Many of you remember the recent Great American Smoke-Out sponsored by the American Cancer Society. On Thursday, Nov. 20, millions of American smokers attempted to kick the habit.
But few of you probably remember that Nov. 20 also marked the last day of another attempted smoke-out . . . by a major airline.
The Great American Smoke-Out was considered a success. But a similar monthlong attempt by Continental Airlines, aimed at getting its passengers to kick the habit, may have gone up in smoke.
Still, the Continental experience tells us a lot about smokers, the tobacco lobby and how airlines approach the problem.
As many airline executives will admit privately, it's not easy to ban smoking.
Certainly, there is something to be said about the hostile climate between those who smoke on airplanes and those who don't.
A Foolish Belief
There are those smokers who claim that no amount of regulation will resolve the conflict, and there are those who believe that without regulation, the conflict will only get worse. Some foolishly believe that the answer can be found by exercising common courtesy.
Recent experiences don't seem to indicate that mere politeness will solve anything. One Eastern Airlines shuttle flight between New York and Washington, D.C., had to divert to Baltimore after a fight broke out between smokers and nonsmokers. And there have been other outbreaks of smoking-related violence among airline passengers.
But only a few airlines have ever tried to eliminate smoking. A few years ago Muse Airlines began a total no-smoking policy on its planes. The move was heralded by nonsmokers and the airline. But the airline started losing some of its market share to airlines that permitted their passengers to light up.
Thus, when an airline makes even an attempt to encourage voluntary nonsmoking, it's taking a risk of alienating some customers.
Early last August a well-publicized report on smoking was released by the National Academy of Sciences. The report detailed health and safety risks associated with smoking for smokers and nonsmokers alike.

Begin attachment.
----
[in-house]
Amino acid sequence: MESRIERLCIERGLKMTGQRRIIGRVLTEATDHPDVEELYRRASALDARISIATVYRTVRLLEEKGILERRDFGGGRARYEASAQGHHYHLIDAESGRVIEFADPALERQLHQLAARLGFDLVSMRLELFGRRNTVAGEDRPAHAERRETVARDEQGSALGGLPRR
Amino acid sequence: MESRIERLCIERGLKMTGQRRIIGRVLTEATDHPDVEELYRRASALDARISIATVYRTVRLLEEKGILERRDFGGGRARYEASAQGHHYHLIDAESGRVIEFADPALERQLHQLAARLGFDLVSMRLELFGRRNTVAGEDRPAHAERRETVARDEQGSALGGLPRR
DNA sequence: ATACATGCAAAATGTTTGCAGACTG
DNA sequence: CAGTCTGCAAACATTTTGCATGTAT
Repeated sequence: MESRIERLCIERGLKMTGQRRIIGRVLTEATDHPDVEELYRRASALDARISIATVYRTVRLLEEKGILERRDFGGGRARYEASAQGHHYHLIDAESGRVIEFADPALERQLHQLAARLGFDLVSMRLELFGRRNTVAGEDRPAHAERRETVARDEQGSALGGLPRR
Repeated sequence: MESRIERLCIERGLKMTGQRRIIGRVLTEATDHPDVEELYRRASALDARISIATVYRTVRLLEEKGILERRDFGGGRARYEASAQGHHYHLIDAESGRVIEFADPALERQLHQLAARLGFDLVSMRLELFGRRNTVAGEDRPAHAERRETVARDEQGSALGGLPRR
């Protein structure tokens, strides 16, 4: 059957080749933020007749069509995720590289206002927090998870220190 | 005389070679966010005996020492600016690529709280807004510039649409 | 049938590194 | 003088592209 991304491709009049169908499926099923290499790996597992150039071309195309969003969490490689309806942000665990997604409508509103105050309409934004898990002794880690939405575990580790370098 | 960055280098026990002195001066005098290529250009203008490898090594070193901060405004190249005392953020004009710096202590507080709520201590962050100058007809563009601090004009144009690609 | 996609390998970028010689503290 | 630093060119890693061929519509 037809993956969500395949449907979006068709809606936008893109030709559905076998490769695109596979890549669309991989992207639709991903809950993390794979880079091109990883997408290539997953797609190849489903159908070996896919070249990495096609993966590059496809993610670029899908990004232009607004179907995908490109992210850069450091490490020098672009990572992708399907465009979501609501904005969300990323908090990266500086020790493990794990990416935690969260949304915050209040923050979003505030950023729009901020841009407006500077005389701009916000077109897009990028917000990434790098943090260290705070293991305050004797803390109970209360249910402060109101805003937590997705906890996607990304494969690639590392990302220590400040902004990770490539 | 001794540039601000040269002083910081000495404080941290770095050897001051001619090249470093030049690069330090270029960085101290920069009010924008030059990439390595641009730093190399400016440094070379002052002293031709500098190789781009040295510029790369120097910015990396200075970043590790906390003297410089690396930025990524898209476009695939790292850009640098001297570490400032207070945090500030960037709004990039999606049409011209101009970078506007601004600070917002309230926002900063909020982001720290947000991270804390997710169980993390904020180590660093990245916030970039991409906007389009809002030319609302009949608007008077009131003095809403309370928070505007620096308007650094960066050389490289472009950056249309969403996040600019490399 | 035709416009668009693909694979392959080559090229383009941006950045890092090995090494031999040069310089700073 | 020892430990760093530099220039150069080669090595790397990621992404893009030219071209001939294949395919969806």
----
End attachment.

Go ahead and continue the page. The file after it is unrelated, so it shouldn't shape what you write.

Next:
"We studied the report carefully," says Continental spokesman Bruce Hicks, a two-pack-a-day smoker. "One of the things that struck us was that the report called for legislative and administrative bans on smoking, and the report also cited its concerns about the effects of ambient smoke on airline crew members."
Jim O'Donnell, Continental's vice president of marketing services (a three-pack-a-day smoker), thought he had a great idea. Within a week, meetings were held at the airline's headquarters in Houston and an innovative anti-smoking incentive plan was launched.
"We felt that our smoking policies were fair and equitable," Hicks reports, "but we wanted to see whether a voluntary program with incentives would have an impact on on-board smoking."
On Aug. 13 Continental announced its trial nonsmoking program for all of its domestic flights. Under the program, nonsmoking passengers would receive a coupon good for 10% off the airline's already deeply discounted advance purchase fares, and the coupons could be redeemed through Nov. 20, to coincide with the Great American Smoke-Out.
Chance to Give Up
Nonsmoking passengers using the coupons could save $25.80 on a round trip between Los Angeles and New York, $59.80 on flights between Houston and London and $119.60 on round trips between New York and Sydney, Australia.
"Everyone knows smoking is unhealthy," said Continental President Phil Bakes, a reformed smoker. "So we're offering our smoking passengers a chance to give up the habit on our planes. And we'll save them money to do it. We're also rewarding our nonsmokers for their healthy life style."
Thousands of discount coupons were printed and distributed throughout Continental's route system. On Aug. 25 the program began.
At each Continental gate brochures announced the program. Employees handed out packs of bubblegum cigarettes along with a reprint of an article on how to stop smoking.
Any passenger who endured the flight without smoking was given a 10% discount coupon.
Within days the airline was hit by an intense lobbying effort launched by a major tobacco company. Letters opposed to Continental's program poured in. But Continental refused to stop the program.
"The smokers felt we were infringing on their rights," Hicks said, "but we weren't. We hadn't banned smoking. We had only offered an incentive for those who didn't."
"It was never Continental's intention to judge life-style issues," O'Donnell said, "but rather to determine if a voluntary program might have a positive impact on reducing on-board smoking."
Did the program work?
Continental decided that the only way to measure the effectiveness of the program would be to monitor a selection of 50 flights, 25 from Denver and 25 from Houston on the Wednesday, Thursday and Friday before the start of the program.